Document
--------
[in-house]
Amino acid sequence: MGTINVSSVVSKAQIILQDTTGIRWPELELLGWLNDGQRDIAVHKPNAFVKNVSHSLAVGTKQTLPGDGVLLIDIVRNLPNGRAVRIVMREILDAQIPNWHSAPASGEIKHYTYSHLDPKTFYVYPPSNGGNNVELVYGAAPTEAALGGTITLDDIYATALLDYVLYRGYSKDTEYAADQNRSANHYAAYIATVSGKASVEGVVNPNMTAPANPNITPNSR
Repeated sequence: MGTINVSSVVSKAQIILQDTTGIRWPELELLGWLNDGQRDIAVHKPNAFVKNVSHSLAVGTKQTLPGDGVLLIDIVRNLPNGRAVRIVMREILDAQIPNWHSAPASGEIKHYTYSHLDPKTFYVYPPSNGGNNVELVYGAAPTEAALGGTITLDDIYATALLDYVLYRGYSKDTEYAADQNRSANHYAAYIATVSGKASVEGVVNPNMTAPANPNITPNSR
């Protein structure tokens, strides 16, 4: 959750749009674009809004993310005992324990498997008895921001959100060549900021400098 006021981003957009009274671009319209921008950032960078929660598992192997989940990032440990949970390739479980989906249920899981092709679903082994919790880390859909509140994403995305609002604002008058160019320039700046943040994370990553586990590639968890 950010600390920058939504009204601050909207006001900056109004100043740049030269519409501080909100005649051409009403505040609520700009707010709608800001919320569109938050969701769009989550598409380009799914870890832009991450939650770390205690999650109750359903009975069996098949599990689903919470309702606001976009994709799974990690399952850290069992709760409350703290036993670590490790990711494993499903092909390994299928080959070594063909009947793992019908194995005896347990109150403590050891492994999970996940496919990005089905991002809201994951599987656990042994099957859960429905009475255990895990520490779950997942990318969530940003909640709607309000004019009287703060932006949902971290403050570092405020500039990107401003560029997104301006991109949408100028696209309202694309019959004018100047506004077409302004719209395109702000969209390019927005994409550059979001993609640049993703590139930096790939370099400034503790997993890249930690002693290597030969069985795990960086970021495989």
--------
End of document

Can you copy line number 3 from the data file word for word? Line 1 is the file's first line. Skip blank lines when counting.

Repeated sequence: MGTINVSSVVSKAQIILQDTTGIRWPELELLGWLNDGQRDIAVHKPNAFVKNVSHSLAVGTKQTLPGDGVLLIDIVRNLPNGRAVRIVMREILDAQIPNWHSAPASGEIKHYTYSHLDPKTFYVYPPSNGGNNVELVYGAAPTEAALGGTITLDDIYATALLDYVLYRGYSKDTEYAADQNRSANHYAAYIATVSGKASVEGVVNPNMTAPANPNITPNSR